Grand Central Station in Birmingham ???

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caravanman

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Things have been a bit quiet on the travel front for a few weeks, but I was invited recently to meet up with a lady friend in Birmingham.

Armed with my 33% discount railcard, I was able to buy an “off peak hours” day return ticket from Nottingham to Birmingham for £14.25, not too painful.

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A "Cross Country" train operating company, less than 50% wore now optional facemasks.
I put mine on after eating my sandwich and taking my photo...

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Birmingham New Street station has undergone an upgrade since I last visited, and I noticed a new sign outside: “Grand Central”, which seemed a bit naff to me. Nothing near as spectacular as the New York station!

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It is much more like NY Penn, in that one has to descend from an upper level to reach the platforms and tracks.

I didn’t take too much notice of the station interior, as I was just concentrating on meeting my friend.

Setting off from Nottingham at 10.40am, the train arrived to Birmingham just before noon. This route entails several minutes wait at Derby, where the train driver changes over to the other end of the train before continuing onward.

We were to visit Winterbourne House and Gardens, a short bus ride from the station.

The house was built in 1904, for a wealthy family, and it was designed in the arts and crafts style. William Morris type wallpapers, pewter and copper artefacts, as well as the wooden furniture decorated with typical leaf and natural forms.

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The gardens were extensive, and we both felt we deserved our cups of tea and slices of cake afterwards!

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Not the biggest adventure, but still a nice day out, in these covid times...
 

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JontyMort

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Messages
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Location
United Kingdom
Things have been a bit quiet on the travel front for a few weeks, but I was invited recently to meet up with a lady friend in Birmingham.

Armed with my 33% discount railcard, I was able to buy an “off peak hours” day return ticket from Nottingham to Birmingham for £14.25, not too painful.

View attachment 24024
A "Cross Country" train operating company, less than 50% wore now optional facemasks.
I put mine on after eating my sandwich and taking my photo...

View attachment 24025

Birmingham New Street station has undergone an upgrade since I last visited, and I noticed a new sign outside: “Grand Central”, which seemed a bit naff to me. Nothing near as spectacular as the New York station!

View attachment 24026

It is much more like NY Penn, in that one has to descend from an upper level to reach the platforms and tracks.

I didn’t take too much notice of the station interior, as I was just concentrating on meeting my friend.

Setting off from Nottingham at 10.40am, the train arrived to Birmingham just before noon. This route entails several minutes wait at Derby, where the train driver changes over to the other end of the train before continuing onward.

We were to visit Winterbourne House and Gardens, a short bus ride from the station.

The house was built in 1904, for a wealthy family, and it was designed in the arts and crafts style. William Morris type wallpapers, pewter and copper artefacts, as well as the wooden furniture decorated with typical leaf and natural forms.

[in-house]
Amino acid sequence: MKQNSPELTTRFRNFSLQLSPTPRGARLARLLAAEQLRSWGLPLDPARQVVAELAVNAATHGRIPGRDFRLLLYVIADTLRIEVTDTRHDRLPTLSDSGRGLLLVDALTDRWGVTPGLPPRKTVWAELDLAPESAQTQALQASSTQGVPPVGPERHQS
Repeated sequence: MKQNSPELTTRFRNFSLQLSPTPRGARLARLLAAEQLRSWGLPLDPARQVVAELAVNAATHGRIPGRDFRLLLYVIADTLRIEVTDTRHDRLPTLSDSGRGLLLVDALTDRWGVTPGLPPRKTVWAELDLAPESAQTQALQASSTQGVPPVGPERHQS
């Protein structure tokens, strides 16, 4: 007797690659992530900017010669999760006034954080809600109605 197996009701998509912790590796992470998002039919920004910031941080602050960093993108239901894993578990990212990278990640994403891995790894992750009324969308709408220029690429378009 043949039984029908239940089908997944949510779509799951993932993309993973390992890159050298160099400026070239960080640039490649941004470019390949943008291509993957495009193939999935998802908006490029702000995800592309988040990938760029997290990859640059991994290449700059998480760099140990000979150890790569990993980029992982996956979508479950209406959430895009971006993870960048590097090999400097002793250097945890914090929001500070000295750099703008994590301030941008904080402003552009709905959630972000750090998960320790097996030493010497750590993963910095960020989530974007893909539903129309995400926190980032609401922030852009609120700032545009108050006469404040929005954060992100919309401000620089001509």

View attachment 24027

The gardens were extensive, and we both felt we deserved our cups of tea and slices of cake afterwards!

View attachment 24029

View attachment 24030

Not the biggest adventure, but still a nice day out, in these covid times...
Interesting, Eddie. I believe that when the London & Birmingham and the Grand Junction jointly extended their lines (from side-by-side stations) into the new station in the early 1850s, the proposed name - probably a piece of marketing BS even then - was Grand Central, but it clearly didn’t catch on. The current Grand Central name dates from the refurbishment of the shopping centre above the station about five years ago. This is the second generation shopping centre - as with Penn Station, the air rights were sold in the 1960s. I have never been to NYP, but if and when I do make it, Birmingham New Street will be the benchmark. It is not, and never has been, in New Street, but to be fair it is at least in the centre of the city - not always a given in the UK.
Here’s a photo of the concourse taken at exactly 8.00 a.m. this morning. I know it’s a Friday in August, but even so we’re way off pre-pandemic traffic levels. I’m standing at street level. The shops are above, and the tracks below.
We’re off for a weekend in Glasgow, so will post some more photos if anyone is interested.
Best wishes,
Jonathan81E8EE2B-F5EF-4AFE-B7DA-E73DF1131E80.jpeg
 

caravanman

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Nottingham, England.
That makes more sense! I was astonished to see the huge "Grand Central" sign, far larger than an other signage, so assumed it was a new station name. Maybe non train buffs would not assume so?
Thanks for this mornings pic, I found the interior to be a bit dark and empty. I liked NY Penn station, but it was a bit of a warren. Not sure how things will change with the new passenger waiting hall located in the former post office now open.
Have a great visit to Glasgow, and yes, please post pics, we need more trip reports and pics in these less travel friendly times!
 

jiml

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Cross-Country interior shot didn't look like one of their ubiquitous Voyagers - a train many seem to dislike. Have they refurbished them or was it something else?

Slightly off-topic, but is the Grand Central operating company still in business there? Pre-pandemic their on-board experience looked pretty good and it was on my list for future travel.
 

JontyMort

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Cross-Country interior shot didn't look like one of their ubiquitous Voyagers - a train many seem to dislike. Have they refurbished them or was it something else?

Slightly off-topic, but is the Grand Central operating company still in business there? Pre-pandemic their on-board experience looked pretty good and it was on my list for future travel.